Phyllis Lambert

Critic; Curator; Academic; Editor; Lecturer; Executive / Architecture; Urban Design/Urban Planning / Canada / Canadian Centre for Architecture (CCA)

10 Books on Buildings, Cities, and Landscapes

The following books have always been with me. Every architect might well read them now, but timing was significant in the evolution of my work. The point is that young architects, architects tout court, must be deeply and widely engaged in reading—asking essential questions.

My reading is concerned with the interaction between building and landscape, and the social context writ large. This is true as well for the novels I list below, for which the quality of language also weighs strongly, as does the quality of form in the built world.

10 books
Giovanna Borasi Editor

Journeys (referring to both the book and the exhibition that it accompanied, produced by the CCA in 2010) questions issues raised by increased global movement. What is the cultural significance of a border today? How does the drawing of a map change the reality on the ground? How do different cultural approaches to the use of public space define a city? Do we need to preserve our regional or national landscape, or can we accept and incorporate changes brought from other parts of the world?

T. S. Eliot

The avant-la-lettre postmodernism of Thomas Stearns Eliot, resurgent in the discourse of the art and discipline of architecture, continues in books I am currently reading, such as the work of Anne Carson—Grief Lessons, Eros the Bittersweet, Antigonick, Autobiography of Red: A Novel in Verse. This, in turn, connects to my readings in Greek literature—I have been studying and photographing ancient Greek sites and landscape for over 20 years in the Aegean and Mediterranean.

Mirko Zardini Editor

This book and the exhibition it originally accompanied challenge the dominance of the visual in exploring perceptions of the city that have traditionally been ignored, repressed, or maligned, offering complex analyses of the comforts, communication systems, and sensory dimensions of urban life—thus advancing a new spectrum of experience and engagement.

Leonardo Benevolo

When I read Leonardo Benevolo’s The Origins of Modern Town Planning (published in English in 1967) in the 1970s, I was struck by the importance of political theory manifested in the social positions of the 19th-century Utopian reformers, and the link between the technical and the political, which had been lost or ignored. To me this connection, put forward in this slim book, was revelatory, making a strong argument that got lost in larger studies. This publication supported my nascent sense of justice in the city and in buildings—not as objects, but as part of social, economic, and political life and the refinements of the art of architecture.

Joseph Rykwert

When Rykwert published this book in 1976, the city was still largely ignored both conceptually and holistically. Rykwert wrote that the city “had to enshrine the hopes and fears of its citizens,” so that it engaged the active role of the inhabitants and their underlying systems of belief as well as the place. Also see my comments on Palladio by James Ackerman.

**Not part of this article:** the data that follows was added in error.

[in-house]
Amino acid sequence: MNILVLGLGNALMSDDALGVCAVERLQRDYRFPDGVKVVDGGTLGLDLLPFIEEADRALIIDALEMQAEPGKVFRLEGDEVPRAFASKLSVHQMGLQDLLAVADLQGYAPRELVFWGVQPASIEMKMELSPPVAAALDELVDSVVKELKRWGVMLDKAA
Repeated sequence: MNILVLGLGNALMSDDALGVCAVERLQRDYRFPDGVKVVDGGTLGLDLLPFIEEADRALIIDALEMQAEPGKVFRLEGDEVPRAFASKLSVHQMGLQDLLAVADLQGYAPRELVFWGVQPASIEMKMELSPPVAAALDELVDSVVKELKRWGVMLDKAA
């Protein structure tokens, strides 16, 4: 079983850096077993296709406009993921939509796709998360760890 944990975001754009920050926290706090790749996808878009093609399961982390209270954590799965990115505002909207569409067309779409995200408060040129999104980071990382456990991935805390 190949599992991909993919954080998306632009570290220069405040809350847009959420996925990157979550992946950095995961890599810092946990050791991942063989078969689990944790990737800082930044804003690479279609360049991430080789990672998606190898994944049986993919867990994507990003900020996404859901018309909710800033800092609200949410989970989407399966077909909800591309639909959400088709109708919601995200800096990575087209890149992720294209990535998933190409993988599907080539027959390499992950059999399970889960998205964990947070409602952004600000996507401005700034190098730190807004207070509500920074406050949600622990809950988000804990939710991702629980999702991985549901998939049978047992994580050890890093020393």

Herman Melville

At university Herman Melville’s Moby Dick mesmerized me by its vast range of space and ideas coupled with a cataloguing of minutiae, the sublime antiquarian language, the smell of puritanical early American settlement, the Pequod and its crew as metaphor for the United States racially and politically, and the idea of alternative learning expressed by Ishmael for whom the adventures of the Pequod were his Yale and his Harvard.

Walt Whitman

Various forms of literature, including poetry, have obsessed me. As a child I loved the force of ideas and language in Walt Whitman’s Leaves of Grass. I learned about Whitman from books on the sculptor Jacob Epstein. As a child, I asked for and received books on sculptors, especially the beautiful letterpress editions produced by Phaidon Press at that time.

Henry James

My undergraduate thesis was based on Henry James’s Notes of a Son and Brother and the necessity James felt to live in Europe. This coincided with a time when I was searching my own discomfort with American culture. Reading James became a lifelong pursuit of mine for its subtle and not so subtle America-Europe dichotomy.

Aldous Huxley

As an adolescent I was intrigued by social conditioning described in Aldous Huxley’s Brave New World, without any moral judgment, as well as the technological inventions, many of which have materialized (except the “feelies”).

James S. Ackerman

James Ackerman’s Palladio, and Joseph Rykwert’s The Idea of a Town: the Anthropology of Urban Form in Rome, Italy and the Ancient World, were revolutionary when written and exciting for me, in their consideration of the contexts of buildings and city. Ackerman looks beyond buildings to the larger environment of history, society, landscape, and the city; Rykwert looks beyond the instrumental to myth and ritual that shape and even create the man-made environment. When architectural history was mostly concerned, like art history, with connoisseurship, reading Ackerman’s Palladio was a huge relief to me in 1974 when it was first published, confirming my own interest on architecture in the city.

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